Pre-mixes containing more than one mode of action will have multiple numbers listed.

"To use the information properly, you must still know the activity of the individual herbicides on the weeds present in the field to ensure that the target weeds are being affected by multiple MOAs," Hartzler said.

Use a pre-emerge on corn and soybeans.

Pre-emerge herbicides should be viewed as foundation products in a weed control program for soybeans, because 80 percent to 90 percent of the time a grower will need to use a post-emerge product to achieve season-long weed control.

When selecting any pre-emerge product, select a product that's active on the weeds in your fields. Also consider any existing resistance problems, crop safety, carryover risk and cost.

"Since this isn't a one-pass weed control system, you may not need to use a 'Cadillac' pre-emerge product," Hartzler said.

Select the right herbicides to control specific weeds.

Generally, the greater number of MOAs used, the less selection pressure is placed on weeds, Hartzler said.

However, designing an integrated program is not as simple as randomly adding MOAs, said Hartzler, who recommends hitting weeds with a variety of MOAs over a three- to four-year period.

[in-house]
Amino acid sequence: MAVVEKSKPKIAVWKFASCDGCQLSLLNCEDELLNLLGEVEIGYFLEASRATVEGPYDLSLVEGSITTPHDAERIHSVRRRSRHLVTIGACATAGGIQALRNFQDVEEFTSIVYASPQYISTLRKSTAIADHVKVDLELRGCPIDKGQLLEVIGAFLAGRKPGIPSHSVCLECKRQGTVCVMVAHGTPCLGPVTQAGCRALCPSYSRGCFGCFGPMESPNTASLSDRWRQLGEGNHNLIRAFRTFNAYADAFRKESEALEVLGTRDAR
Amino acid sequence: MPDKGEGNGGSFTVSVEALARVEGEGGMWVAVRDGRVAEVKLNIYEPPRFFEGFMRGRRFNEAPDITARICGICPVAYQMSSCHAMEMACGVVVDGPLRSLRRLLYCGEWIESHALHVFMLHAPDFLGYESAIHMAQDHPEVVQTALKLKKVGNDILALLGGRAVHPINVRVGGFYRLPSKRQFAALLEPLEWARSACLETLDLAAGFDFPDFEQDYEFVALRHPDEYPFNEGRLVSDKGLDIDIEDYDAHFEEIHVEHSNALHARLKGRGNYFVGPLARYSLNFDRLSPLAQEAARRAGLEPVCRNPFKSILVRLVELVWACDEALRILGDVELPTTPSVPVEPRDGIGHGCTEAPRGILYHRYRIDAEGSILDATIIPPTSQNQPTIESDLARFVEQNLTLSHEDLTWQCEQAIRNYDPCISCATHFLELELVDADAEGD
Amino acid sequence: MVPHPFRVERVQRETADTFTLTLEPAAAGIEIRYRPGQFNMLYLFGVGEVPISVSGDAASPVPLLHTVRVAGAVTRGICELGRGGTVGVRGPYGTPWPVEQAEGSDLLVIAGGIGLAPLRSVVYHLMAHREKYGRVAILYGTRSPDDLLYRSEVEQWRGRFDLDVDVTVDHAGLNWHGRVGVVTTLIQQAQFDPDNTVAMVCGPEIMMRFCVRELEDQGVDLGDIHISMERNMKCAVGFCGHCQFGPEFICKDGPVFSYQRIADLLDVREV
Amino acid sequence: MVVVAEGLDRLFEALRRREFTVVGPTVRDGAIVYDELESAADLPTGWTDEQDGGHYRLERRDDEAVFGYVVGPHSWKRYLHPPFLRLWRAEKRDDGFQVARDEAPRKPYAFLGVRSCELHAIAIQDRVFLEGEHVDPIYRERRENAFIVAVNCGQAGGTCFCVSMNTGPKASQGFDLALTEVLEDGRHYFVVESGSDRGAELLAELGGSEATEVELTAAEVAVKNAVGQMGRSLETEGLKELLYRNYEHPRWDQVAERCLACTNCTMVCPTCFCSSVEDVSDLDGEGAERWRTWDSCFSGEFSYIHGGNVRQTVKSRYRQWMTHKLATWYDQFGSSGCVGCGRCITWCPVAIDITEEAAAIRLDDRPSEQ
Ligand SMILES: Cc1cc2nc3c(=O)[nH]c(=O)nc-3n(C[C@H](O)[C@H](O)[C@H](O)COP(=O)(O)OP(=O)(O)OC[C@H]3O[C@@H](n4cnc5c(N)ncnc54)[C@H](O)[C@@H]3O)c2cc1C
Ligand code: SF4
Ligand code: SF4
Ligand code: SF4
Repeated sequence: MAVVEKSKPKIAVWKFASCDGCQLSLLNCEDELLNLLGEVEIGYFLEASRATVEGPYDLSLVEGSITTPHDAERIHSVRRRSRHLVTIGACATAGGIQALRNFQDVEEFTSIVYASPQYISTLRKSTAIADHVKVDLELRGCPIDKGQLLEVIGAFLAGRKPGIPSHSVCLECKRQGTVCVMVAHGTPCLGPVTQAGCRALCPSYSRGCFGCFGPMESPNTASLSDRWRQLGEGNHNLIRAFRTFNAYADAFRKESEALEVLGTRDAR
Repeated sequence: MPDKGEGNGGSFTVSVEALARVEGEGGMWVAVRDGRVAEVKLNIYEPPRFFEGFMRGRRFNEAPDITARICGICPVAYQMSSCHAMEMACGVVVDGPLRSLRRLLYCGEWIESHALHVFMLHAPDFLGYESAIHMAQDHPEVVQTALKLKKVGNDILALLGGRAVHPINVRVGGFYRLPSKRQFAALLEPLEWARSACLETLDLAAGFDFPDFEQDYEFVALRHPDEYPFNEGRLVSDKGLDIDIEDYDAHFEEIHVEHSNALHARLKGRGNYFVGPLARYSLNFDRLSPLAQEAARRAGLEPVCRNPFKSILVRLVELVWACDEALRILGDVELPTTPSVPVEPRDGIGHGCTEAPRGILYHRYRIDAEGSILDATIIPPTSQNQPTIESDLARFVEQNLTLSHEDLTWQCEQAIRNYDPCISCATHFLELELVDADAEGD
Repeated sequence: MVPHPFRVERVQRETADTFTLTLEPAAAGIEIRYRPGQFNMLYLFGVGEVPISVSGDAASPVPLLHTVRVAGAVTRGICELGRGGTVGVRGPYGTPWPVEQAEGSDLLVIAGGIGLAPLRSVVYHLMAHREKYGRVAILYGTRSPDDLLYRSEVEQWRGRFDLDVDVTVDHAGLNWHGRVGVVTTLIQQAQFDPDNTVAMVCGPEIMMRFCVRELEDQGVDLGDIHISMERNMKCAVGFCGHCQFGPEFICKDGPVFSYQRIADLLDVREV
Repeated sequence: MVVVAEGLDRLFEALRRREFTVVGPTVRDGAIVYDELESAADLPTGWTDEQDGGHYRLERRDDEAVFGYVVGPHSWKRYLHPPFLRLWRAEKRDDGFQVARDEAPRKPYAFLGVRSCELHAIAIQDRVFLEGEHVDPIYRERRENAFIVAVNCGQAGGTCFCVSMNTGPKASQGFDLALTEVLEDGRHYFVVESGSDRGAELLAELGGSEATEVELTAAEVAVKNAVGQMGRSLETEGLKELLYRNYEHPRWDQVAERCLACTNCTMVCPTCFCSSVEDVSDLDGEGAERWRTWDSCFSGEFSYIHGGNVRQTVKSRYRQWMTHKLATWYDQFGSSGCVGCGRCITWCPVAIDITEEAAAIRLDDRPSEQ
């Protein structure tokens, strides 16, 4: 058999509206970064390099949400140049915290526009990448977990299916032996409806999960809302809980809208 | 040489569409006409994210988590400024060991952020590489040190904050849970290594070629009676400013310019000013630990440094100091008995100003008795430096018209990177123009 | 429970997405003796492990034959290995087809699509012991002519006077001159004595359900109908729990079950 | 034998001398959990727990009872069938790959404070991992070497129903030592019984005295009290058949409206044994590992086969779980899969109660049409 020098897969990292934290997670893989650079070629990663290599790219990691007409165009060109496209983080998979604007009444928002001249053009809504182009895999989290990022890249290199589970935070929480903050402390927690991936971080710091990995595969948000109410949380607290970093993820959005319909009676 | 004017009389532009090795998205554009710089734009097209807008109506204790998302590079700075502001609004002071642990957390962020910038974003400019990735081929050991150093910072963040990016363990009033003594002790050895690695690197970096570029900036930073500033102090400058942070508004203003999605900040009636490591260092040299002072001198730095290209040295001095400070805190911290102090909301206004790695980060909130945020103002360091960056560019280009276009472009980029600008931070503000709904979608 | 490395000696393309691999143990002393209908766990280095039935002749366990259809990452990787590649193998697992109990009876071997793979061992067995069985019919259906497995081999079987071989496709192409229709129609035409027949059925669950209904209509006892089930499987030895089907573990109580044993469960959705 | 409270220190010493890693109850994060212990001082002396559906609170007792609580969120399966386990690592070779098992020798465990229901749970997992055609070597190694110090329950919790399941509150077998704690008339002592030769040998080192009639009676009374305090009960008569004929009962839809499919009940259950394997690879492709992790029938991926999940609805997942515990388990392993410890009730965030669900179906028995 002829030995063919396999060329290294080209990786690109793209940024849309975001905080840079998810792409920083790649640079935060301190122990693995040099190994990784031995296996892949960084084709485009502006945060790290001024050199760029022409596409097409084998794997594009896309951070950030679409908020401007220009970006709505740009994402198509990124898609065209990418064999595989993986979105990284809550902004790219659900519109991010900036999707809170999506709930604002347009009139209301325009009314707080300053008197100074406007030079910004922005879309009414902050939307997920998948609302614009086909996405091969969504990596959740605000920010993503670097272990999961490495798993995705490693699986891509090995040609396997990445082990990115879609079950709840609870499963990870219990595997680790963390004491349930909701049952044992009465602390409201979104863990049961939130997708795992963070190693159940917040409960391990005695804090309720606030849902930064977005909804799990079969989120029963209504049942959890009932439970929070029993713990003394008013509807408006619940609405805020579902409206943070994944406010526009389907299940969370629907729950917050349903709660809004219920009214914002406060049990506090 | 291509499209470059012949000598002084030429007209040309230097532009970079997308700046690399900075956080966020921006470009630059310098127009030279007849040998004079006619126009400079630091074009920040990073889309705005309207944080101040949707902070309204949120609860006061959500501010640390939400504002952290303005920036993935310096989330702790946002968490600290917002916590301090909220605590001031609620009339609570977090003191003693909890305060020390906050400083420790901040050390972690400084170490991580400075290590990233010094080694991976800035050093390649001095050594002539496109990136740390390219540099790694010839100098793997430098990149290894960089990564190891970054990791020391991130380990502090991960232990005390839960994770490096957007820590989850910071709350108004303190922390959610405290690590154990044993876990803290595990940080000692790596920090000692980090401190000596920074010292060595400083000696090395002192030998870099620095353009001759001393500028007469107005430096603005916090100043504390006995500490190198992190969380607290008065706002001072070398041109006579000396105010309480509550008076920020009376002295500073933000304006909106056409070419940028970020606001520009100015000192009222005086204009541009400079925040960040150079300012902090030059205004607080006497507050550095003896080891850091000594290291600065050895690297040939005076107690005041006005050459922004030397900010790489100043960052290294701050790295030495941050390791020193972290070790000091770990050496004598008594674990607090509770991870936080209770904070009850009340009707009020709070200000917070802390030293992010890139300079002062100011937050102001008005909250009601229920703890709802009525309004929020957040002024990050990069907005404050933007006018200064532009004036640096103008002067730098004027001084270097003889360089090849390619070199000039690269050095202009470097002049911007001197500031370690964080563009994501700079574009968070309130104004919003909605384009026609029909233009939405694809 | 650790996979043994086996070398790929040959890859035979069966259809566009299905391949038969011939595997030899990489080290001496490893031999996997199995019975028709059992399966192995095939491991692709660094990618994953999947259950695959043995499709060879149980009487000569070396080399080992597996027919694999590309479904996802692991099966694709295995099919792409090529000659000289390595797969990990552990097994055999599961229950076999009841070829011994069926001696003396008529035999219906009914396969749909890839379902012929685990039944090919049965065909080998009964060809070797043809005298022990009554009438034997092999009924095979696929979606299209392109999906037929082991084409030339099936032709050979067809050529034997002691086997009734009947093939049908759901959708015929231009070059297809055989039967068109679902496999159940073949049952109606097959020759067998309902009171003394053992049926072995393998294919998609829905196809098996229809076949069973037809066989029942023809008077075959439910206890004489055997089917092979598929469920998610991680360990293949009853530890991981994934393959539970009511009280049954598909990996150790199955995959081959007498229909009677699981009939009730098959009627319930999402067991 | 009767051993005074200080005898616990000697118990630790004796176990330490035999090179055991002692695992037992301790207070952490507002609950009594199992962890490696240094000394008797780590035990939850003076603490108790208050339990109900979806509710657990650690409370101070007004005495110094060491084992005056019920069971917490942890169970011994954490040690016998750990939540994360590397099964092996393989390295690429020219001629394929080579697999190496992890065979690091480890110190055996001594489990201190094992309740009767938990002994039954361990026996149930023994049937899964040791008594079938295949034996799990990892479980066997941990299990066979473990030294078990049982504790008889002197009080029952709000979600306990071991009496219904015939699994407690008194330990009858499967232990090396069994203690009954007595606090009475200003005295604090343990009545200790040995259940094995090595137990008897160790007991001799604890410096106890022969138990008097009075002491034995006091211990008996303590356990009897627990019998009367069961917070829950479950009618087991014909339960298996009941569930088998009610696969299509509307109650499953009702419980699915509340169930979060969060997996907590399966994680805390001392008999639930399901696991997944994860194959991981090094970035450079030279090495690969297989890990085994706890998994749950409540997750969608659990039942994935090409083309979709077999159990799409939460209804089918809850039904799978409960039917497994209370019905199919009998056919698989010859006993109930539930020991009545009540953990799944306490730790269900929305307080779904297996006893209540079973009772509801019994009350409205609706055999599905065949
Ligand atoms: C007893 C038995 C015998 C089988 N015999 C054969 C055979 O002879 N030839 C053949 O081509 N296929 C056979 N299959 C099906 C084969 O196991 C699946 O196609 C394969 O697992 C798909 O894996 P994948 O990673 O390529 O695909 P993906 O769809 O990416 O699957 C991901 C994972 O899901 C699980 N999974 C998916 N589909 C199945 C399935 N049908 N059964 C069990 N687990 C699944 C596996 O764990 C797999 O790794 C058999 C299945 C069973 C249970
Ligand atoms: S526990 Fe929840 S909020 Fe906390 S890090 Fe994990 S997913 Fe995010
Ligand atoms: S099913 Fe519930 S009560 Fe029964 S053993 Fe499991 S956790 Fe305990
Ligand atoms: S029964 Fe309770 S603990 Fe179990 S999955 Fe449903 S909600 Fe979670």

The different MOAs used in the program must have good activity on the important weeds in the field to successfully reduce selection pressure.

"You have to know what weeds individual herbicides control," Hartzler said.

Above all, avoid the worst-case scenario of planting Roundup Ready corn, Roundup Ready soybeans and only using glyphosate to control weeds.

Winning the weed war

Unfortunately, all these practices probably won't be good enough to control herbicide resistance issues, said Hartzler, who offers additional keys to success in the war against herbicide-resistant weeds:

Know the enemy.

In the days before glyphosate, farmers had to pay close attention to the weeds they were fighting and understand the weeds' biology. In the era of herbicide resistance, this knowledge has become vital once again.

Optimize herbicide effectiveness.

Knowledge is power, Hartzler said. "By understanding a weed's biology, you know its weak points, and you'll know when you can use a herbicide in the most effective manner.

"Timely application will be important in this new era of weed control."

Look at cultural practices. Hartzler said cropping conditions can be manipulated to reduce the density and competitiveness of weeds through cultural practices ranging from row spacing to planting rates.

By themselves, cultural practices may only provide 25 percent to 30 percent of a farmer's total weed control, but they can be part of the solution by enhancing the competitiveness of the crop.

"Now's the time to get on the bandwagon and start thinking about how you can diversify your weed management program," Hartzler said. "We need to use herbicides more wisely than we have in the past to be sure we have valuable weed control tools available to us in the years to come."

Contact Darcy Dougherty Maulsby by e-mail at